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    AACU advocacy conference dissects urology's particular priorities

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    This article is part of an ongoing series from the American Association of Clinical Urologists (AACU), based on a partnership between the AACU and Urology Times. Articles are designed to provide updates on legislative processes and issues affecting urologists. We welcome your comments and suggestions about topics for future articles. Contact the AACU government affairs office at 847-517-1050 or [email protected] for more information.

    The American Association of Clinical Urologists (AACU) attracted a record number of urologists, including more than 20 presidents of urology state societies, to the organization’s recent 5th Annual State Society Network Advocacy Conference. The 2-day program featured sessions on socioeconomic issues impacting the practice of urology, including successful advocacy campaigns and non-physician providers’ (NPP) scope of practice.

    Participants—regardless of practice setting and size—took home valuable tools to improve their advocacy efforts and influence policymakers in their home state.

    "The quality of the AACU state advocacy conference improves every year," Conference Chair Richard Pelman, MD, asserted. "The fact that a growing number of urologists are taking part is just one measure of the event’s growing importance and influence."

    Another factor contributing to the meeting’s success, according to Dr. Pelman and Conference Vice Chair Mark Austenfeld, MD, is a dynamic program that addresses the specialized concerns of urologists.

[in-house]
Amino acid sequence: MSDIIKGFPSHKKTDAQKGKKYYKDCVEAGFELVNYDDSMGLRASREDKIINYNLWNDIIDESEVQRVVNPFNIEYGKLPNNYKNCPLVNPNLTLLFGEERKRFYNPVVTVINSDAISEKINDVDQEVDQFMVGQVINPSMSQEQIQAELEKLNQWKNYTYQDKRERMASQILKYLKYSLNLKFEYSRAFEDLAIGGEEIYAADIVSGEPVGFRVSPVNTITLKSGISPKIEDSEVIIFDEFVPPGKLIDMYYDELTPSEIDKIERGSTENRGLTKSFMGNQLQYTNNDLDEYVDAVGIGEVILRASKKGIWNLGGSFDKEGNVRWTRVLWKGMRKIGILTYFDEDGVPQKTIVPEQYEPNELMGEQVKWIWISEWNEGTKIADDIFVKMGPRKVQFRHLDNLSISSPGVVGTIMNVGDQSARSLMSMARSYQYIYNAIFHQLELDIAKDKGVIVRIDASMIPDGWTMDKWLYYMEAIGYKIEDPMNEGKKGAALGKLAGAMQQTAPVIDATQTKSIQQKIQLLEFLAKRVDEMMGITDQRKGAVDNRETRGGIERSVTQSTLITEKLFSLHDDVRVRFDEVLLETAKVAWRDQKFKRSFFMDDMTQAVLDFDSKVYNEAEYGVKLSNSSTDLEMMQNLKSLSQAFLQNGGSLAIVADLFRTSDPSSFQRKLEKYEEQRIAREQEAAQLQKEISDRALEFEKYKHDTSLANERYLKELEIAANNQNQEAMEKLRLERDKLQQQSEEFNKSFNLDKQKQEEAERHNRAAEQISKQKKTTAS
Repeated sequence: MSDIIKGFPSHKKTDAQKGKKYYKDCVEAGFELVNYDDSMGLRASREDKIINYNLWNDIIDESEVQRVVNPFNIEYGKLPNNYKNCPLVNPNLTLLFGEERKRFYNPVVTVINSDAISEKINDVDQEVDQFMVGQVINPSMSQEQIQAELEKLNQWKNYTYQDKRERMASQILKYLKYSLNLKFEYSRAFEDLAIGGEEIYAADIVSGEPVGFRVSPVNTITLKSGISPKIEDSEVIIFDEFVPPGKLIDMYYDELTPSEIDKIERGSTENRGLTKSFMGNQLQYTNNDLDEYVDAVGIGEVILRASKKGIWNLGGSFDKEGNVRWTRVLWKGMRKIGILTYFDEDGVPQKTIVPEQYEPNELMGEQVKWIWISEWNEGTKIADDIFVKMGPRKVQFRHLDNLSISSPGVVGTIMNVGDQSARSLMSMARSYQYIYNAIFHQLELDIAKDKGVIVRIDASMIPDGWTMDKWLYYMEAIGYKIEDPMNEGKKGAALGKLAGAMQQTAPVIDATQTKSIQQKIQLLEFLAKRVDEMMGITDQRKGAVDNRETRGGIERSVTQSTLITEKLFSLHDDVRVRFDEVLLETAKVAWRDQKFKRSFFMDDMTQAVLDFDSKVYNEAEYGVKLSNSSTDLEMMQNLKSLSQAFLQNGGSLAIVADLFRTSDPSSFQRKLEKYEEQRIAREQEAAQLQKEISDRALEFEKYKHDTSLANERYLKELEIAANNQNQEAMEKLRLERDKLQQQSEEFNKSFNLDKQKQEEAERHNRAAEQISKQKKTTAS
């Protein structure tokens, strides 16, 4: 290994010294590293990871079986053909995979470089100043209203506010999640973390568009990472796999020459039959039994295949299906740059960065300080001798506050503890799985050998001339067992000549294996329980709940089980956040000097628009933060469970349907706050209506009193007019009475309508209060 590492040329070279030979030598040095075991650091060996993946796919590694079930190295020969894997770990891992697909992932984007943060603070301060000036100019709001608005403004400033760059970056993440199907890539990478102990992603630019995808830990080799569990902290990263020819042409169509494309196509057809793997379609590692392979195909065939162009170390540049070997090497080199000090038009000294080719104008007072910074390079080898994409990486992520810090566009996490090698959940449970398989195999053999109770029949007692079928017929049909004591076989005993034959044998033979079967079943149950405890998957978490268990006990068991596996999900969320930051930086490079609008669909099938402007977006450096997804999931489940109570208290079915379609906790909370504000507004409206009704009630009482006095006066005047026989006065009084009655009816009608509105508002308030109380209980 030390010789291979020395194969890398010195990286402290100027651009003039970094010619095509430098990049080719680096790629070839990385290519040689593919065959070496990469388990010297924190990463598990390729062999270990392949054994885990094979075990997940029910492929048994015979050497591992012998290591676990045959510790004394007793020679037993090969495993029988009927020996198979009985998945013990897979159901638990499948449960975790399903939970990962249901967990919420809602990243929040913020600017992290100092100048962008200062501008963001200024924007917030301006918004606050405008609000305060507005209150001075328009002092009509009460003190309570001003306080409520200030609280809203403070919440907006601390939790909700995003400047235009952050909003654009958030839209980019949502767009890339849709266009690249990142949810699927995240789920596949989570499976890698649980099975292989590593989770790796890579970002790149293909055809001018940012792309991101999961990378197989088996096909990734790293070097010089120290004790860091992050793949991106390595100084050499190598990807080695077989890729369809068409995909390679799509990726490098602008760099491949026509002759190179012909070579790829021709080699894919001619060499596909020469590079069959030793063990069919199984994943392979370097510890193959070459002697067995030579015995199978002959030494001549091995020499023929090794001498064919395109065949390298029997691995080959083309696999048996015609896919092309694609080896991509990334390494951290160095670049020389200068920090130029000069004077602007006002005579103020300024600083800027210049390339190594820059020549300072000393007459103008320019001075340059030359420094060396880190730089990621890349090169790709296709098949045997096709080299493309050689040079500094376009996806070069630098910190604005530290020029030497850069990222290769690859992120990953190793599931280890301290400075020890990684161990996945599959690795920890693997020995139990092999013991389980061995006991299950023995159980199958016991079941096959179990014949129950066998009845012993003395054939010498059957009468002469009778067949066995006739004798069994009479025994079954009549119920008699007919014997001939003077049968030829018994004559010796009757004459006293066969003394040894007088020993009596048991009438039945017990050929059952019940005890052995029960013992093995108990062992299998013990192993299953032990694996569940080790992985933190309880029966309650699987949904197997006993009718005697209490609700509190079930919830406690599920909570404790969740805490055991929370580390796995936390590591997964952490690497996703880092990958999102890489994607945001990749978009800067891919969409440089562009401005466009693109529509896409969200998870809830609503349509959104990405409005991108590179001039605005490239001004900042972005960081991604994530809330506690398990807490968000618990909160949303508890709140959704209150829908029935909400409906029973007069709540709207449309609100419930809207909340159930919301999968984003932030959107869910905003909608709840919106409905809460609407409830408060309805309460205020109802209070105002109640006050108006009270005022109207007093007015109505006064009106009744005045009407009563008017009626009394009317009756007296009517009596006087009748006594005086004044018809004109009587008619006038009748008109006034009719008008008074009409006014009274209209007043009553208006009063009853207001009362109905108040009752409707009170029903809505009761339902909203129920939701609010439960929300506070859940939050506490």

Indeed, the presidents of organized urology’s largest national organizations kicked off the conference with an assessment of the socioeconomic issues facing their profession. AACU President Arthur Tarantino, MD, Large Urology Group Practice Association President Deepak Kapoor, MD, and AUA President Dennis Pessis, MD, acknowledged uncertainty both on Capitol Hill and in the surgical suite. Urologists are ahead of most other physician specialists when it comes to the coordination of advocacy efforts, however, and this has resulted in successful campaigns across the country.

    The interests of the urologic community were also specifically addressed in a session covering NPP scope of practice. Kay Colella, MSN, ANP-BC, CURN, a nurse practitioner for urology at the Jesse Brown VA Medical Center in Chicago, and Urological Association of Physician Assistants President Ken Mitchell, MPAS, PA-C, explained that urologists have lagged behind many physicians in utilizing NPPs. While patient safety is always the highest concern, the successful integration of NPPs allows physicians to focus on care that requires their full expertise and creates new revenue possibilities.

    A panel of urologists from across the country shared lessons learned in the trenches of advocacy campaigns on prostate cancer screening, medical practice freedom, and integrated billing of pathology services. Similarly, conference attendees learned where urologists fit in shared savings and coordinated models of care delivery and reimbursement.

    Two high-ranking state officials also took part in the conference. New Jersey Assemblyman Herb Conaway, Jr., MD, accepted the organization’s Distinguished Leadership Award, having been nominated by urologists in the Garden State for his work promoting the interests of patients and physicians in the legislature. Oklahoma Secretary of State Glenn Coffee presented the Charles Hoffman Memorial Lecture, highlighting his historic tenure as president of the State Senate and his pursuit of medical liability reform.

    The AACU engaged state urology society presidents at an unprecedented level during the 2012 conference. Under the leadership of 2012-2013 AACU President Dr. Austenfeld and President-elect Dr. Pelman, this outreach will grow. What’s more, the AACU State Society Network will continue to utilize its network of physician representatives to promote grassroots advocacy in Halls of Power throughout the country.

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